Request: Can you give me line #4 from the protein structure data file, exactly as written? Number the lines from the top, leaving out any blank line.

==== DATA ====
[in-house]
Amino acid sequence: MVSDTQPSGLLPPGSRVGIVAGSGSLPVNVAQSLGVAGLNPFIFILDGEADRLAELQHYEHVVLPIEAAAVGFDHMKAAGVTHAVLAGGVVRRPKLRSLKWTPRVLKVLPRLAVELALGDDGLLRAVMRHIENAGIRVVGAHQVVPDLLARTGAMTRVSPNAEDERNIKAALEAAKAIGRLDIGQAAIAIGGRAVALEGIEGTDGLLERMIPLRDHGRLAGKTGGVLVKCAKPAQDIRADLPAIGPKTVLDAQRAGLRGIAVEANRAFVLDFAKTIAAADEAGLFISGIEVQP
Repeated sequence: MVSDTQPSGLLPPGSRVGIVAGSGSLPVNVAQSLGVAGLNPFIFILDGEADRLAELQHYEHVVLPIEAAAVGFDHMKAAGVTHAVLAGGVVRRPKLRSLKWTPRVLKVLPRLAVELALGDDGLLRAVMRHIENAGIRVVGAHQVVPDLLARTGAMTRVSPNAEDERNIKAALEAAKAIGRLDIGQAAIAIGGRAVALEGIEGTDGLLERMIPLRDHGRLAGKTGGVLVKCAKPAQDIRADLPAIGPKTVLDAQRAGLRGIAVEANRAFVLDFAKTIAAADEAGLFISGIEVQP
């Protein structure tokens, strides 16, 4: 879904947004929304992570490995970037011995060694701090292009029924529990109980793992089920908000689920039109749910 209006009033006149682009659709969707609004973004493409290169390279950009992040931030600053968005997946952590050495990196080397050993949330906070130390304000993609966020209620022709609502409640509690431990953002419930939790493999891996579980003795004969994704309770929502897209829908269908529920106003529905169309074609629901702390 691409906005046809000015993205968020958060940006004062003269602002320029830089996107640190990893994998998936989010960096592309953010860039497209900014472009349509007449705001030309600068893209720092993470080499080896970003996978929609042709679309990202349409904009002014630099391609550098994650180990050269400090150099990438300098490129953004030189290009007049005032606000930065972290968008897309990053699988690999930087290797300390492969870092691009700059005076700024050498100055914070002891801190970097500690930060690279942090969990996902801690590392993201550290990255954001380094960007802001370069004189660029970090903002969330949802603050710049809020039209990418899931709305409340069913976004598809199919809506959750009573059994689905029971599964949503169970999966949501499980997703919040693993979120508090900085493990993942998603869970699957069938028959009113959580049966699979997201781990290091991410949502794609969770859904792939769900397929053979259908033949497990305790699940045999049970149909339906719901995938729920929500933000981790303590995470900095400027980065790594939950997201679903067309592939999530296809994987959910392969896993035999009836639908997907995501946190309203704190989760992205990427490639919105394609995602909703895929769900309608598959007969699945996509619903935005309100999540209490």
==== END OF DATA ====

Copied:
């Protein structure tokens, strides 16, 4: 879904947004929304992570490995970037011995060694701090292009029924529990109980793992089920908000689920039109749910 209006009033006149682009659709969707609004973004493409290169390279950009992040931030600053968005997946952590050495990196080397050993949330906070130390304000993609966020209620022709609502409640509690431990953002419930939790493999891996579980003795004969994704309770929502897209829908269908529920106003529905169309074609629901702390 691409906005046809000015993205968020958060940006004062003269602002320029830089996107640190990893994998998936989010960096592309953010860039497209900014472009349509007449705001030309600068893209720092993470080499080896970003996978929609042709679309990202349409904009002014630099391609550098994650180990050269400090150099990438300098490129953004030189290009007049005032606000930065972290968008897309990053699988690999930087290797300390492969870092691009700059005076700024050498100055914070002891801190970097500690930060690279942090969990996902801690590392993201550290990255954001380094960007802001370069004189660029970090903002969330949802603050710049809020039209990418899931709305409340069913976004598809199919809506959750009573059994689905029971599964949503169970999966949501499980997703919040693993979120508090900085493990993942998603869970699957069938028959009113959580049966699979997201781990290091991410949502794609969770859904792939769900397929053979259908033949497990305790699940045999049970149909339906719901995938729920929500933000981790303590995470900095400027980065790594939950997201679903067309592939999530296809994987959910392969896993035999009836639908997907995501946190309203704190989760992205990427490639919105394609995602909703895929769900309608598959007969699945996509619903935005309100999540209490």